Monday, February 29, 2016

Reasons to Hike in the Late Winter and Early Spring

hiking in the winter


We have been really capitalizing on the mild weather this winter in the Chicago area and have taken quite a few opportunities to hike. I know that the lack of foliage and drab gray skies are not the most inviting for some. However, late winter and early spring hikes provided a unique way to see nature unlike other time of year!


Why hike now?

  • Peace: Winter hikes do not attract the same crowds that warmer weather hikes do. With fewer out-and-about hiking, you can really get the escape you are looking for!
  • Wildlife: The lack of foliage as well as lack of other hikers make it a bit easier to spot wildlife. This past weekend between a walk through our neighborhood and a hike at Crabtree Nature Center we saw two bluebirds, a downy woodpecker, an Eastern king bird, hawks, red-winged blackbirds, geese, squirrels and more. As migratory birds begin to return, you chances of seeing more types of birds increases.
  • Nests: The lack of foliage also makes it easier to see nests in the trees.
  • Lack of insects: During summer hikes, we inevitably encounter "buggy" days. Winter affords a respite from this hazard. However, still remain cautious about ticks--some types can be active any day above freezing.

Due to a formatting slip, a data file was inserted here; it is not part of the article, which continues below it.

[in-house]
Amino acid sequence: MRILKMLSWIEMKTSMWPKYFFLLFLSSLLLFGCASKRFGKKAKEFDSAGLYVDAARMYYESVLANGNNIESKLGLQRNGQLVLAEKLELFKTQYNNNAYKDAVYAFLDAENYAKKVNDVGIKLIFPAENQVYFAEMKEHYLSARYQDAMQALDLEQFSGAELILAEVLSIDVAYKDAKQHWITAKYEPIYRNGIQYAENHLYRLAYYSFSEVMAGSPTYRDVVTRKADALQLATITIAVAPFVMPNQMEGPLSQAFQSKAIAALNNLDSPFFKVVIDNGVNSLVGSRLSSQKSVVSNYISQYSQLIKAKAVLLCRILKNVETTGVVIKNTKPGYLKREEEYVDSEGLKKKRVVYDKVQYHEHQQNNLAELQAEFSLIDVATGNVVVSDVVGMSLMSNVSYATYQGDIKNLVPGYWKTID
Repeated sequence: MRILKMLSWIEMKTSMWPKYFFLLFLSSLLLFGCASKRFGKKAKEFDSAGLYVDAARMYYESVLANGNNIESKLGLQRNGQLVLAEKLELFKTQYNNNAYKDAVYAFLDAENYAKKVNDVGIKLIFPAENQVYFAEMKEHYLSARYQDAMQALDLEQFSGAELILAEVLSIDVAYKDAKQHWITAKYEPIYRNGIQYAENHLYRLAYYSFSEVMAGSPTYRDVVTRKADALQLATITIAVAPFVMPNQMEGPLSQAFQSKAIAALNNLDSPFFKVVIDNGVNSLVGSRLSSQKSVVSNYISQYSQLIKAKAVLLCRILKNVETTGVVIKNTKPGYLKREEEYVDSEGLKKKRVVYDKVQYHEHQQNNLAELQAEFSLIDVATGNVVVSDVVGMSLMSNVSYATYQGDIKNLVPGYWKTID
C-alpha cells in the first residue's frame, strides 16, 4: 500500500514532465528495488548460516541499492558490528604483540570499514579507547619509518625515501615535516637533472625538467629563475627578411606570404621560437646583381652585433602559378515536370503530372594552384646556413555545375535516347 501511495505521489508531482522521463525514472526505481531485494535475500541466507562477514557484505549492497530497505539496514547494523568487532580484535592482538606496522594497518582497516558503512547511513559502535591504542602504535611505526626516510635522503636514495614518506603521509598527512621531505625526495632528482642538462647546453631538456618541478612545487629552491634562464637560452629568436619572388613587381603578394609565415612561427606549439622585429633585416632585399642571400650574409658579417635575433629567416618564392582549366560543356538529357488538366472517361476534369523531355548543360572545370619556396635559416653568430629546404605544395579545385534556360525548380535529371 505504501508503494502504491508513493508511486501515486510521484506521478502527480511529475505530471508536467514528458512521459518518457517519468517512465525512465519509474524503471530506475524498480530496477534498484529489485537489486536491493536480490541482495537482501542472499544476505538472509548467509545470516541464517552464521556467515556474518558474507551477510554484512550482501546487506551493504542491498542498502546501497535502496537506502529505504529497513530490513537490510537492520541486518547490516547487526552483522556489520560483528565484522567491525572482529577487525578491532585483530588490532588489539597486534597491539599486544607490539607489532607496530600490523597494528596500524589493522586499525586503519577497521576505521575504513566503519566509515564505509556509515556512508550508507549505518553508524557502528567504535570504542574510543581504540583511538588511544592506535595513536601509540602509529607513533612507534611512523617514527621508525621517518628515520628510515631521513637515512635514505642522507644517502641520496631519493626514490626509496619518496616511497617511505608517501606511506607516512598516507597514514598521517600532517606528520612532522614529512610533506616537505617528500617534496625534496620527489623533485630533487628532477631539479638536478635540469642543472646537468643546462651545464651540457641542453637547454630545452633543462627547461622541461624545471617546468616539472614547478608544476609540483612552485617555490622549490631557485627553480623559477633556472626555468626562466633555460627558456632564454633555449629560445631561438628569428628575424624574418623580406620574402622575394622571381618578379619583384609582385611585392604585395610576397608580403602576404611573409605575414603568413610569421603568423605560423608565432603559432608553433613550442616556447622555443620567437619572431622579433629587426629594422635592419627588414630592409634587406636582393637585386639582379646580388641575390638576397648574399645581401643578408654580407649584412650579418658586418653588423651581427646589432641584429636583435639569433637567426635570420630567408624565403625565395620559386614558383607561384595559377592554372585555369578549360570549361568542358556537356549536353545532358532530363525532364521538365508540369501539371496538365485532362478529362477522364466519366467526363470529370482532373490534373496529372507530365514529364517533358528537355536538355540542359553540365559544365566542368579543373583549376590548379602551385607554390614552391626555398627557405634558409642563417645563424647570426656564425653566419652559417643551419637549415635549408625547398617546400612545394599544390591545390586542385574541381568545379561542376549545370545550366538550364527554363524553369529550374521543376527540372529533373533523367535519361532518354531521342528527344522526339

• Awakening: Slowly, you will see the world come back alive over the weeks to come. Birds return, waterways thaw, plants spring to life--seeing the gradually changing landscape can be motivational and inspiring!
  • Fresh air and exercise: Both are great for your health! In winter, we tend to stay in the stale air of the indoors. A hike is a great way to get the blood flowing and to enjoy fresh air!
partially frozen puddle in the woods
A partially frozen puddle found at Crabtree Nature Center.
Tips:

  • Monitor time: Preserves may have winter hours, so be sure that you know when you need to be off of the trails and need to leave the preserve. 
  • Watch the weather: Weather can be changeable, so check the weather and be aware of any possible sudden changes.
  • Watch out for muddy terrain: With snow melting and rains, the terrain can be muddy. So, use caution and common sense--and wear hiking shoes that you don't mind getting muddied! The mud, though, does afford an opportunity to see animal tracks so be on the lookout!
  • Water + snacks: As on any hike, bring water and snacks. With temperatures being low, it may not feel like you need to focus on hydrating. However, hydration is very important and you want to make sure you are well hydrated!
  • Dress in layers: Temperatures can turn quickly this time of year. Layers make it easy to adjust to the temperature.
  • Sunscreen: It is also tempting to skip out on sunscreen in the winter. However, winter does not protect you from sun damage!
  • Change of shoes: If the trails are muddy, you will thank me for this. Having a change of shoes ready in the car will handy, especially if you are heading somewhere after a hike. You may also want to bring a bag to put your muddy shoes in. Extra socks are also handy in case your socks get wet.
Ready for a hike? Check out my list of places to hike in the Chicago suburbs.
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